Suckling Calves Show Significant Increase From Implants

(Sponsored Content)

Strategic approach, timed for animal’s development, can maximize pounds gained

Dr. Gary Sides, beef and feedlot nutritionist with Zoetis, recently discussed the weight gain benefits of implant use in suckling calves on his Field Observations podcast. The two university studies revealed significant results for weight gain through the feedlot phase compared with nonimplanted cattle.  “If a producer implants calves from mature cows at branding, but delays implanting until preconditioning calves from younger cows, the overall response was an additional 35 pounds in weaning weights versus nonimplanted calves,” Sides said. “If calves from all ages of cows were implanted at the same time during branding, the growth response averaged 24 pounds of gain.” This is promising news for livestock producers throughout the country. 

Recent studies of implant use in suckling calves revealed promising results for weight gain through the feedlot phase compared with nonimplanted cattle. In these studies, the nonimplanted cattle control groups simply couldn’t catch up to the implanted animals.

In the Field Observations podcast, Dr. Gary Sides discussed research studies from South Dakota State University and New Mexico State University that resulted in the significant weight gain demonstrated by strategic implanting. Listen to the podcast for the New Mexico State University results when the study was conducted with heifers.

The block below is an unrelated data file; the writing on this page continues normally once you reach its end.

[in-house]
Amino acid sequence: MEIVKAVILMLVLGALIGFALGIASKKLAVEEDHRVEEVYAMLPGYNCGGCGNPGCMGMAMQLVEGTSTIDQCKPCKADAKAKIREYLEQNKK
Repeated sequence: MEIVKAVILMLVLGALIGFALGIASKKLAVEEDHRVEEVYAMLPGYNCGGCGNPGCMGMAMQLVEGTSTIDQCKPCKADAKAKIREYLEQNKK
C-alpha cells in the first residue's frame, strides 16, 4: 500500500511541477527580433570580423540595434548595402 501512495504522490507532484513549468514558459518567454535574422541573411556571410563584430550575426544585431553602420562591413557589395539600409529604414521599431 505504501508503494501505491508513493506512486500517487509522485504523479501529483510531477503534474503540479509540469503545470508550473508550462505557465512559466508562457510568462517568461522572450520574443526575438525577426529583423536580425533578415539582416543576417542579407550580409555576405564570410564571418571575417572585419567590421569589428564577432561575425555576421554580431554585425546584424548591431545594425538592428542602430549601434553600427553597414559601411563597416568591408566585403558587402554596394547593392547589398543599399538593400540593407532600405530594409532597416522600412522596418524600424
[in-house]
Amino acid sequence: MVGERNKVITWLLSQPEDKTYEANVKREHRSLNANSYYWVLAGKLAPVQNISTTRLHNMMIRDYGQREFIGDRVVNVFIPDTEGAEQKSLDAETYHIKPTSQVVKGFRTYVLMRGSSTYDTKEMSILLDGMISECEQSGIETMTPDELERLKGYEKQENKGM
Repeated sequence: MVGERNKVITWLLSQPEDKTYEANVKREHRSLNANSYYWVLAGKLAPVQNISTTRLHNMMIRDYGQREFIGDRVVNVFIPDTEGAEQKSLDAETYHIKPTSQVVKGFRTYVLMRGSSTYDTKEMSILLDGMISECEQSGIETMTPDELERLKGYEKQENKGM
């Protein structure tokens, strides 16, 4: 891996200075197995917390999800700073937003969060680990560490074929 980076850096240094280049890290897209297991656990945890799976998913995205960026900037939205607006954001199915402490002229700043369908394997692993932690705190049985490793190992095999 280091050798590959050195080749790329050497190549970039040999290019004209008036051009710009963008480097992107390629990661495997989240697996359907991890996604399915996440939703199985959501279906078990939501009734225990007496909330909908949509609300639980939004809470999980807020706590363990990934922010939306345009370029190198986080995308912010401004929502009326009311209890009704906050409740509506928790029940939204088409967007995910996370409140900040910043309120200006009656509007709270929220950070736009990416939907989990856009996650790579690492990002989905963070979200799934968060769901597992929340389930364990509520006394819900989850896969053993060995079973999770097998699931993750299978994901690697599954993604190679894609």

The South Dakota State study was repeated over two consecutive years in Angus and Angus/Limousin cross steer calves on a ranch in western South Dakota. The treatment groups included:

  • Nonimplanted control group 
  • Implanted with SYNOVEX® C at branding in May 
  • Implanted with SYNOVEX C at preconditioning in late August 

The results, Sides revealed on the podcast, showed a significant increase in weaning weights of steer calves that could be maximized using an implant strategy based on the age of the dam.1

“If a producer implants calves from mature cows at branding, but delays implanting until preconditioning calves from younger cows, the overall response was an additional 35 pounds in weaning weights versus nonimplanted calves,” Sides said. “If calves from all ages of cows were implanted at the same time during branding, the growth response averaged 24 pounds of gain. 

“So, the thing to remember here is that our producers need to match the potency of the implant to the nutritional status of the animal at the time of administration, with the dam’s age in mind.”

Sides discussed what a possible implant program based on these results would look like.

  • Implant all heifers and steer calves with SYNOVEX C at time of branding (those that are at least 45 days of age and that come from dams 4 years of age or older). 
  • Implant all heifers and steer calves from 2-3-year-old cows at a later date, such as at preconditioning in August or September.
  • For calves from mature cows that are too young to implant at branding or less than 45 days or older, brand those calves at a later date and also implant at a later date, at preconditioning along with the calves from the 2-3-year-old cows.